Study Information

Original study: Ancestry-inclusive dog genomics challenges popular breed stereotypes

Study published on: 04/29/2022

Study author(s): Kathleen Morrill, Jessica Hekman, Xue Li, Jesse McClure, Brittney Logan, Linda Goodman, Mingshi Gao, Yinan Dong, Marjie Alonso, Elena Carmichael,vNoah Snyder-Mackler, Jacob Alonso, Hyun Ji Noh, Jeremy Johnson, Michele Koltookian, Charlie Lieu, Kate Megquier, Ross Swofford, Jason Turner-Maier, Michelle E. White, Zhiping Weng, Andrés Colubri, Diane P. Genereux, Kathryn A. Lord, Elinor K. Karlsson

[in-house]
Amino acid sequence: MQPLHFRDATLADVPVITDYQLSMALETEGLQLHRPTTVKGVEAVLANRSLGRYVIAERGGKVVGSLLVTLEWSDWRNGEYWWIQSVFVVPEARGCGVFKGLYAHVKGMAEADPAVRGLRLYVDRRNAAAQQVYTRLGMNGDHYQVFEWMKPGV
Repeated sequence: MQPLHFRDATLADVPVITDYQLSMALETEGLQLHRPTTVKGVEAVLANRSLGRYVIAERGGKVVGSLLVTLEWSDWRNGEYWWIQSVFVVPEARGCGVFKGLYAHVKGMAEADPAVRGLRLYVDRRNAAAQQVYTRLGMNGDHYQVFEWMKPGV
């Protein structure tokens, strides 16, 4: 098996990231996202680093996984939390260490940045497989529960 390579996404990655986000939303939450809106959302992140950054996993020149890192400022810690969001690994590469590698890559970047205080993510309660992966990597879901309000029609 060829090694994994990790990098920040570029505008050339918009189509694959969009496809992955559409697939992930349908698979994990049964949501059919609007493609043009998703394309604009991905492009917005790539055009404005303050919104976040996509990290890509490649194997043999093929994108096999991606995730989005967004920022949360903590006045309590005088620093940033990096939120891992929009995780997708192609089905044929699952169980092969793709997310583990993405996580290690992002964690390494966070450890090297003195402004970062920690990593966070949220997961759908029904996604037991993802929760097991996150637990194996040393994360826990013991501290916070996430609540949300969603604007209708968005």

The study was done at: University of Massachusetts Chan Medical School (USA) Broad Institute of MIT andHarvard (USA) Fauna Bio Inc. (USA) The International Association of Animal Behavior Consultants (USA) IAABC Foundation (USA) Rice University (USA) Arizona State University (USA) Darwin’s Ark Foundation (USA)

The study was funded by: National Institutes of Health, National Science Foundation, Broad Institute, Darwin’s Ark Foundation, Food Allergy Science Initiative, Manton Foundation, Working Dog Project

Raw data availability: Canid Variants in variant call format - https://data.broadinstitute.org/DogData/ | All survey and genetic data from dogs of the Darwin’s Ark - https://datadryad.org/stash; https://zenodo.org/ | Genome-wide association summary statistics | Genome-wide association plots